Ramadan Etiquettes That Might Lift Up Your Workplace Environment

It’s Ramadan now and you are probably seeing some changes in your office environment. Some of your Muslims colleagues might seem a little low on their natural energy level, maybe a bit calm and silent. If you don’t know about Ramadan yet, you should probably go through this article. It might be helpful for you maintaining a balanced working environment in your office.


What is Ramadan?

So, what is Ramadan and why has everything changed in this month? Ramadan is the ninth month of the Islamic calendar – Hijri calendar. Muslims consider this month extremely holy and adhere to spiritual acts. Among these acts, they prohibit themselves from eating drinking anything from sunrise till sundown. To them, it’s month of self-preservation and attaining a deeper level of spiritual connection to God.

Why do they do this? They try to feel the empathy for the less fortunate in our society. Moreover, according to their religion, the Holy Book Quran was bestowed upon Prophet Muhammad (SAAW) in this month. So, the Muslims all over the world adhere to prayers and recite Quran every day. They devote themselves fully to God, the only being.

So, apart from the month-long prayers, they fast all day long. During the fast, they don’t even drink a drop of water! After the month of Ramadan, they break their fasts and celebrate Eid al-Fitr, the biggest religious festival among Muslims.


Impact of Ramadan in Offices

But that doesn’t mean they stop their daily activities. They still have to maintain their work life. If you are living in a multicultural country, then it’s quite natural that you have Muslim co-workers in your office.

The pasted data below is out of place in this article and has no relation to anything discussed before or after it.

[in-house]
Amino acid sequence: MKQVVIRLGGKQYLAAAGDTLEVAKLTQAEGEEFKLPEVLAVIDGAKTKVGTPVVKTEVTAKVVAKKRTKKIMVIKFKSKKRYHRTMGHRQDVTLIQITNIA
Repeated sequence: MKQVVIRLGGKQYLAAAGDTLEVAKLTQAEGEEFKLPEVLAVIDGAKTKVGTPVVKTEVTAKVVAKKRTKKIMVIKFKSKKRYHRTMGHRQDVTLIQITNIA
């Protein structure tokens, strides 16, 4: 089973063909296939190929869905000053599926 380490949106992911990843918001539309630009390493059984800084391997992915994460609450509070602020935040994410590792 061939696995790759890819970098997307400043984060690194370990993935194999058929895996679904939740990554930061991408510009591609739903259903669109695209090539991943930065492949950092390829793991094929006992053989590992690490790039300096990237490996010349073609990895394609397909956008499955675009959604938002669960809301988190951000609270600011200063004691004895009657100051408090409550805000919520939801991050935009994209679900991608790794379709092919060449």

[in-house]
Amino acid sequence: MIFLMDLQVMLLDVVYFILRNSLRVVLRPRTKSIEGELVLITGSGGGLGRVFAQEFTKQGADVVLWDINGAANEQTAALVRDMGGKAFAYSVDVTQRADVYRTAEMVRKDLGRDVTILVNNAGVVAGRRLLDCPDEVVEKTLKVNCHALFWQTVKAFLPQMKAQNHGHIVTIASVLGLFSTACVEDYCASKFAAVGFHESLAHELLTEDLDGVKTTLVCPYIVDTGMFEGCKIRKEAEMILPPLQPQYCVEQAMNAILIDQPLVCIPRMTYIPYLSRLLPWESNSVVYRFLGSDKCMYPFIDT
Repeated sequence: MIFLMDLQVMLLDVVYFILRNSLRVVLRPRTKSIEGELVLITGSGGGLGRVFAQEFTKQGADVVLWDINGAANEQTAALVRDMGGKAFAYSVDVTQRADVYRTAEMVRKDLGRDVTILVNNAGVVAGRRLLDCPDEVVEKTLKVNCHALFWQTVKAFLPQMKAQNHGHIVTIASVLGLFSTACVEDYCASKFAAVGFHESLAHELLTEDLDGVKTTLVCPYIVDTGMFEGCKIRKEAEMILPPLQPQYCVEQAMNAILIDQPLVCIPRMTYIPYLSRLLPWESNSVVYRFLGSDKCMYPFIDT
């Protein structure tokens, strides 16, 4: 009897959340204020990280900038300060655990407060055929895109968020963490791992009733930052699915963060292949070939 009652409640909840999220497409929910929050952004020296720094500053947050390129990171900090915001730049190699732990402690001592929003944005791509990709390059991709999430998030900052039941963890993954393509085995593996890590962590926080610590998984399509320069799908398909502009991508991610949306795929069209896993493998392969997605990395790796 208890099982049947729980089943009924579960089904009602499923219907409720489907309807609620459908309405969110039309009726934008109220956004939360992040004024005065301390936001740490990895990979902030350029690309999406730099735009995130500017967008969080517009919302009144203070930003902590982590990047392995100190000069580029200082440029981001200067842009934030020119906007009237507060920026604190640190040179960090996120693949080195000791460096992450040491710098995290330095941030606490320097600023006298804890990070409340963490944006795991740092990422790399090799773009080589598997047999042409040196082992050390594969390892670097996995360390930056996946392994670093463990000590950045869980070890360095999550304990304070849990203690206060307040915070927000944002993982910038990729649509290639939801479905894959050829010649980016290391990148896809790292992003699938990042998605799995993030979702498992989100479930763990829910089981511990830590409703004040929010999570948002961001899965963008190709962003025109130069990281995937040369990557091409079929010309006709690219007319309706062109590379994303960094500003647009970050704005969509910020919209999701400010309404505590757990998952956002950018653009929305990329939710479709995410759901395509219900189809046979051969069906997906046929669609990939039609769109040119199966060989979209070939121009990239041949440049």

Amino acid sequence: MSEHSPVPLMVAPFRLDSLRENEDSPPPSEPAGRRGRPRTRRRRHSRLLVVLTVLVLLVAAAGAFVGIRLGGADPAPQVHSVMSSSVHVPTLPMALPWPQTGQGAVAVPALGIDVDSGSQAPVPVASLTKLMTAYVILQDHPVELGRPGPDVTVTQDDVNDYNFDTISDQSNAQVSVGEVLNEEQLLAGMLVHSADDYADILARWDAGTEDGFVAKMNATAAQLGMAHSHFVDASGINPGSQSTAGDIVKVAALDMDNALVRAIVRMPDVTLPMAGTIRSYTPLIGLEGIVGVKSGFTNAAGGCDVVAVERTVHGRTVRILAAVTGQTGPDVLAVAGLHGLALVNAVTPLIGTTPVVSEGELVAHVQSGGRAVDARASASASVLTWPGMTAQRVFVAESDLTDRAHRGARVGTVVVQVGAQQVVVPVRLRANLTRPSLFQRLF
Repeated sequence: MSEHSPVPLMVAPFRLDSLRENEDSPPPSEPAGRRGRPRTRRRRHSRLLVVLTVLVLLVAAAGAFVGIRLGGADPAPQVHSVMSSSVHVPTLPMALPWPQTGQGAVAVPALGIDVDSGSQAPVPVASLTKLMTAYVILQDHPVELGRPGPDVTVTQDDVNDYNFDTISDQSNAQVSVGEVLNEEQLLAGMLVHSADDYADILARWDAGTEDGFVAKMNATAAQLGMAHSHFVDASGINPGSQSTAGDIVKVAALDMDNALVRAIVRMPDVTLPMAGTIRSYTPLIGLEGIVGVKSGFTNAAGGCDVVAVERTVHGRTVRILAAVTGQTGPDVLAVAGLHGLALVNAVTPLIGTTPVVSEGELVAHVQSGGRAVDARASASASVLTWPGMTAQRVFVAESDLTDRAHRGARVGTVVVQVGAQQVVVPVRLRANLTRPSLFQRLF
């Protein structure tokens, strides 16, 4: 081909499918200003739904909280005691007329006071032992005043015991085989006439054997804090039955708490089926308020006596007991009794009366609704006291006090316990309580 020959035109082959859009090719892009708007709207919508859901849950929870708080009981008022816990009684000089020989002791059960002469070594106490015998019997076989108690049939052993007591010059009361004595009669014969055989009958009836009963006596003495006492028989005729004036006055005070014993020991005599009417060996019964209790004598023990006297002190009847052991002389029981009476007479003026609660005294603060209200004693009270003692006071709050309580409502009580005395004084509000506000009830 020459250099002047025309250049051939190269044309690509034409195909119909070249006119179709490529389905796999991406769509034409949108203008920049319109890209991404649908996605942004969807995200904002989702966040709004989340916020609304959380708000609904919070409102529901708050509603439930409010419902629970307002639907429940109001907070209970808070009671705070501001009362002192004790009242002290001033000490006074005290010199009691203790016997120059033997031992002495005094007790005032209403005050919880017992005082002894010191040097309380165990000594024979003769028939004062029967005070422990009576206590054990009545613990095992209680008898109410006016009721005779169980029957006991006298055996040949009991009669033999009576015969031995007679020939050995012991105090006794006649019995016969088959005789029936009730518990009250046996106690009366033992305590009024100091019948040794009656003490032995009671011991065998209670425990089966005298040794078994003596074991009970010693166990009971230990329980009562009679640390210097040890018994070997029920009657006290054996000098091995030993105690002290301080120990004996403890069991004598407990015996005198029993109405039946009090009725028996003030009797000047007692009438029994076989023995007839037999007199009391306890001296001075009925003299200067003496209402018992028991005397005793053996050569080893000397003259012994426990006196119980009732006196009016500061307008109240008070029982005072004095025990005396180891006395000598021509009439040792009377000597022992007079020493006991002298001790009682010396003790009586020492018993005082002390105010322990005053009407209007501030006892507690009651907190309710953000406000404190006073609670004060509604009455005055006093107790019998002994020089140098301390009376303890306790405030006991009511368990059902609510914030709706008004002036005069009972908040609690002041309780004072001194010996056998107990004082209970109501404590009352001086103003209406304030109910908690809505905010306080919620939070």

The daily life of the fasting Muslims starts off quite early. They have a meal before sunrise called Sahri. They might have energy in the morning but soon the energy level starts falling. They would feel meek and feeble in the afternoon. In many offices, the Muslims even ask for to start and finish their office early so that they could end their fast with their families.

As, a modern open-minded human being, you should pay respect to their customs and rituals. It brings on the harmony in the offices.

It would seem really harsh if you put tons of work-load on someone hasn’t eaten or drunk anything. It’s quite normal that they would have lower stamina.

So, all the employees should plan up the whole month and decide how they are going to meet the month’s target considering the situation.


Some Good Practices

  • You should be understanding. It’s just natural that they would be weak during fast. Don’t push them to work.
  • If you have the option, try to give tasks that require physical stamina to personnel believing in a different
  • Don’t judge or mock their rituals. It’s the worst thing you could do to someone who has deep belief.
  • Don’t disturb them during the breaks. They might be taking their much-needed
  • Try to hold meetings in the early hours when they have considerably more energy.
  • Be helpful towards them. Ask them if they could use a helping hand.
  • It’s really unwise to drink or eat food in front of them.
  • If you see one of your Muslim colleagues not fasting, don’t ask them why. There could be numbers of reasons behind it. They might feel offended.
  • Join with them in the Iftaar, the fast-breaking They would be really happy.
  • If they want to take a day off, be considerate. There might be a good reason for that.
  • If they want to attend to their prayers during their breaks or take 5 minutes break for it, don’t stop them. They are bound to say their prayers 5 times a day.


Final Words

Ramadan is the holiest month among the Muslim community. As we are multicultural society, let us In It’s the 21st century be respectful towards all the religions and their rituals and create a harmonious working environment.

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Anirudh Arvind

Anirudh Arvind

Anirudh Arvind is a Senior Partner of Hatch Asia managing our executive search and assessment business focusing on searches across Digital, Technology & Human Resources

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